The plan of the paper is the following: ? in Section 2, we shall present the result in a simpler form and for the socalled Kac model (which is 1-dimensional and describes radially symmetric solutions of the Boltzmann equation); ? in Section 3, we shall generalize the result both to the Boltzmann equation and to more general bounds on the initial datum; ? finally, in Section 4, we shall recall the main definitions of Gevrey functions, and we shall state the propagation result of a Gevrey-type regularity. w?R ??[? ?2 , ?2 ] = Q?(f, f )(v, t).

In this section, we present our result in the simpler case of the Kac equation. This equation, in its cut-off or non-cut-off version, is obtained when one considers radially symmetric solutions of the homogeneous Boltzmann equation for Maxwellian molecules. It reads: ?tf (v, t) =

(f (v??, t)f (w??, t) ? f (v, t)f (w, t)) b(?) d? dw Here, f (v, t) : R × R+??R is the probability density of a gas of one dimensional particles which depends only on the velocity v ? R at the time t ? 0, and which evolves through collisions which conserve energy but not momentum. The relations between the velocities (v??, w??) of two particles before the collision and (v, w) after it are the following: v?? = v cos ? + w sin ?, w?? = ?v sin ? + w cos ?.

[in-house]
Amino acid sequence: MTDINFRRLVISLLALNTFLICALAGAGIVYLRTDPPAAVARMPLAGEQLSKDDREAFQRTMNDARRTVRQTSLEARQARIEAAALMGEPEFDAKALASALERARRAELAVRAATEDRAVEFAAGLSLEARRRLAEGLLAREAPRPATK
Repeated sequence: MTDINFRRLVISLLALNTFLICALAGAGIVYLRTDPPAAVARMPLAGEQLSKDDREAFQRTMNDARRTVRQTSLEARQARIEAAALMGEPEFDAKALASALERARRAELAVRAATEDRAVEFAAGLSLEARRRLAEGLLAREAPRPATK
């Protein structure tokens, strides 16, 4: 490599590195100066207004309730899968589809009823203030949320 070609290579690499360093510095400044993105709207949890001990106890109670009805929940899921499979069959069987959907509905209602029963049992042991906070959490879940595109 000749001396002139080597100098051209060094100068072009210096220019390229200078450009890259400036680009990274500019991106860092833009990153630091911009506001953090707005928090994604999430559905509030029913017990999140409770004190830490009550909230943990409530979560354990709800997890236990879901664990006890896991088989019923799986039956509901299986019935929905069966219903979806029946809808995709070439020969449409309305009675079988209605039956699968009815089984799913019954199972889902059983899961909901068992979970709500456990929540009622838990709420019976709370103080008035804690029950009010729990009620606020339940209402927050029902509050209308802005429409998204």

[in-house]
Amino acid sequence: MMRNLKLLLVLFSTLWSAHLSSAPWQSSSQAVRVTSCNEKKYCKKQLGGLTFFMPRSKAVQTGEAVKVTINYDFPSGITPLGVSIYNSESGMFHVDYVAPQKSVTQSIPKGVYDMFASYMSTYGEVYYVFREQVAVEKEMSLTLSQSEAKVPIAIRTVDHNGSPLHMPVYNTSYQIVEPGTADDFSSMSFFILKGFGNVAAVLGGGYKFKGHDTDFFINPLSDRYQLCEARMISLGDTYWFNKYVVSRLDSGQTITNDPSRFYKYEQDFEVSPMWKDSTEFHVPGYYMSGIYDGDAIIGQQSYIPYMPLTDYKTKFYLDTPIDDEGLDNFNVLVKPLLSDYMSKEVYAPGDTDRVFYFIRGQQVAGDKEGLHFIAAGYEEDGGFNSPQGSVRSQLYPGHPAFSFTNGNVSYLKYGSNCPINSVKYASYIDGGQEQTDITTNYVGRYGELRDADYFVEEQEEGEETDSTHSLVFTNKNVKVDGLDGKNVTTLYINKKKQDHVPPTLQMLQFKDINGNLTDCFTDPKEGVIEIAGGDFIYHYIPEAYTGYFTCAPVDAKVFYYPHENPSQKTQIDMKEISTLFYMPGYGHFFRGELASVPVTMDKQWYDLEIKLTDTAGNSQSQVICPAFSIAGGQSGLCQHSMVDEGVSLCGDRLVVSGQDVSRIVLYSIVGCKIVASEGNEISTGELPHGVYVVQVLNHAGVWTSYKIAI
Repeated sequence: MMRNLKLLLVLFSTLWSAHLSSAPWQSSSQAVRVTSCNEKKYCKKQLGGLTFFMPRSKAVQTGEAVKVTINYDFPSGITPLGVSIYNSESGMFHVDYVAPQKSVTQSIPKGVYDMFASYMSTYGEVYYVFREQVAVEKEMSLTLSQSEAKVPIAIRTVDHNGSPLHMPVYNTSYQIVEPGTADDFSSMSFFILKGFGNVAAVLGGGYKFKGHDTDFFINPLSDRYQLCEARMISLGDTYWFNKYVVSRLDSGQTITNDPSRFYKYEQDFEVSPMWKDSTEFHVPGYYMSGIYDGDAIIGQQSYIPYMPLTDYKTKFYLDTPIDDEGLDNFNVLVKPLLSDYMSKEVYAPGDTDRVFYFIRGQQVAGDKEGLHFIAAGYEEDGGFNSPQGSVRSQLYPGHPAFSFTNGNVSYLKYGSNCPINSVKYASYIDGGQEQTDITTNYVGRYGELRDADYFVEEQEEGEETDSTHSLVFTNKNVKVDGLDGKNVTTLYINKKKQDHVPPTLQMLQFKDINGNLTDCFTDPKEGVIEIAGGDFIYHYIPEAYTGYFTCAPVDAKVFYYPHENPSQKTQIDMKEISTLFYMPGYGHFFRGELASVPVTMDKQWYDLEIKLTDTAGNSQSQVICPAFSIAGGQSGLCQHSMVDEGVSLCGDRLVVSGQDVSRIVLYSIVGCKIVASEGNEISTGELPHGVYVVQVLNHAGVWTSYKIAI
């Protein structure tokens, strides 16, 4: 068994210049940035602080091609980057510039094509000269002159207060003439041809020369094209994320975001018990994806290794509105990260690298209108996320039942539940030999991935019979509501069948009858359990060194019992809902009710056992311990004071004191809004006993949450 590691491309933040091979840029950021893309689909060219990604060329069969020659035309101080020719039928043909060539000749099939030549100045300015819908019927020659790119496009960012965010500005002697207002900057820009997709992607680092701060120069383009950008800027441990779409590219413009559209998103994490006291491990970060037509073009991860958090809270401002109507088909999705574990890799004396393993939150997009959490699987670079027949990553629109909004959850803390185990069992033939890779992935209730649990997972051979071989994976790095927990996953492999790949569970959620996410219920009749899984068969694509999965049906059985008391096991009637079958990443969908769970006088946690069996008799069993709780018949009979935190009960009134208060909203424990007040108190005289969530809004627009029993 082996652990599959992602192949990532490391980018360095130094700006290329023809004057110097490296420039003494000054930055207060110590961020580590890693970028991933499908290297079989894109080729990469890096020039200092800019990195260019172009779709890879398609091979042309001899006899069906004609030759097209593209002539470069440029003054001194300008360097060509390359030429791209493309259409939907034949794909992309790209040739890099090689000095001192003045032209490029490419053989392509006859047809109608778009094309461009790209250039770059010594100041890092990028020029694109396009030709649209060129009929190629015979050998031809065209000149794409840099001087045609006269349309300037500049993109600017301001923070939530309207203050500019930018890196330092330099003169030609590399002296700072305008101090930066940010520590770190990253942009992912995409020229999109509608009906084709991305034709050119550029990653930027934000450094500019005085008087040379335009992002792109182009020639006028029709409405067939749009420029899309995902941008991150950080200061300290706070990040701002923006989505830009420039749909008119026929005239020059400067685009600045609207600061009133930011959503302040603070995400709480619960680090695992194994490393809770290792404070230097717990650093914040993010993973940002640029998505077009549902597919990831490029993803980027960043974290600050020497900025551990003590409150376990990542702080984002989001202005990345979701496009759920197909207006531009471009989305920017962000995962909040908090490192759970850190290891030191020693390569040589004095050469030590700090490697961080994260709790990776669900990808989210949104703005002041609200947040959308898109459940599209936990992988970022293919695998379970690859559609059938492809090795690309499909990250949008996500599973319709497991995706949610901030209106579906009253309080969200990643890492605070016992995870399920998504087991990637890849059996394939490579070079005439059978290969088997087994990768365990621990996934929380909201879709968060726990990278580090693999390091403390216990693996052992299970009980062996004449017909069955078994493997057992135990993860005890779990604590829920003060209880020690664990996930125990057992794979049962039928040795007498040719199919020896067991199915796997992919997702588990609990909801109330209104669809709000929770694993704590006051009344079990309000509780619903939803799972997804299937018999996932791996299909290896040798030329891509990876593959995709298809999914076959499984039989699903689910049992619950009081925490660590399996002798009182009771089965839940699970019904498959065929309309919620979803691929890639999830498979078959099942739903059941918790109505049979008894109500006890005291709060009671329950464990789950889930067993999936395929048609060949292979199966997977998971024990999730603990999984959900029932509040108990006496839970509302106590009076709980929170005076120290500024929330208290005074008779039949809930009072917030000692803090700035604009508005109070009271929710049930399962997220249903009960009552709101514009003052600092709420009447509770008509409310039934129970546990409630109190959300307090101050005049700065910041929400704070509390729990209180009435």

We shall make the following assumption on the collision kernel b: the function b is even, locally integrable on ]0, ?2 ], and such that

cos ? (2.1) b(?) = O??0 , for some ? ? ]1, 3[.

| sin ?|?
Actually, this kind of assumption for the Kac equation was introduced by
Desvillettes in [

f?(? cos ?, t)f?(? sin ?, t) ? f?(?, t)f?(0, t) b(?) d? ? ?????

?tf?(?, t) = ????? f?(?, 0) = f?0(?), (2.2) (2.3) where the even initial datum f0 ? 0 satisfies the assumptions: ?? ?l(?, 0) = f?0(?), where each ?l(?) is a bounded function defined as in (1.4), (1.5) and (1.6), it is possible to prove that each Cauchy problem (2.4) has a unique solution ?l, which has the following explicit representation, called Wild?s expansion: where

?l(j)(? cos ?)?l(n?j)(? sin ?) ?l(?) d?.

f?l(?, t) := ?l(?, bl?t), it is possible to establish the (uniform on compact sets) convergence of a subsequence of f?l to a solution f? of the Cauchy problem for the (not necessarily cut-off) equation (2.2).